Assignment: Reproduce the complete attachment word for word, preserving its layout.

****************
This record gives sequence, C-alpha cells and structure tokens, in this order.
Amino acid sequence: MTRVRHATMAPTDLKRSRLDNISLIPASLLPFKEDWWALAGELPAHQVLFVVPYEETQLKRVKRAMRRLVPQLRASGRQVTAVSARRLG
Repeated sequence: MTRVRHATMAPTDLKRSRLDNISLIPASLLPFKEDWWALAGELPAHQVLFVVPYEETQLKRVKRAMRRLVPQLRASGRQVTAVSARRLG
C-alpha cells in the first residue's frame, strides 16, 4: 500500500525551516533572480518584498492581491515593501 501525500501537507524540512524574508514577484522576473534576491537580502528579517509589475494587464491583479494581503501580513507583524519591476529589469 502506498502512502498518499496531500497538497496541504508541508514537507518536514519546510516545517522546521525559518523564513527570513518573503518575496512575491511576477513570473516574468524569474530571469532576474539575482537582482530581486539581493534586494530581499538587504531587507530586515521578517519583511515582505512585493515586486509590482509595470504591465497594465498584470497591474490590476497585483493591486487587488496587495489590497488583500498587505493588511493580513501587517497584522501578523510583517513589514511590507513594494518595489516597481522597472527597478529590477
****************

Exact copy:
This record gives sequence, C-alpha cells and structure tokens, in this order.
Amino acid sequence: MTRVRHATMAPTDLKRSRLDNISLIPASLLPFKEDWWALAGELPAHQVLFVVPYEETQLKRVKRAMRRLVPQLRASGRQVTAVSARRLG
Repeated sequence: MTRVRHATMAPTDLKRSRLDNISLIPASLLPFKEDWWALAGELPAHQVLFVVPYEETQLKRVKRAMRRLVPQLRASGRQVTAVSARRLG
C-alpha cells in the first residue's frame, strides 16, 4: 500500500525551516533572480518584498492581491515593501 501525500501537507524540512524574508514577484522576473534576491537580502528579517509589475494587464491583479494581503501580513507583524519591476529589469 502506498502512502498518499496531500497538497496541504508541508514537507518536514519546510516545517522546521525559518523564513527570513518573503518575496512575491511576477513570473516574468524569474530571469532576474539575482537582482530581486539581493534586494530581499538587504531587507530586515521578517519583511515582505512585493515586486509590482509595470504591465497594465498584470497591474490590476497585483493591486487587488496587495489590497488583500498587505493588511493580513501587517497584522501578523510583517513589514511590507513594494518595489516597481522597472527597478529590477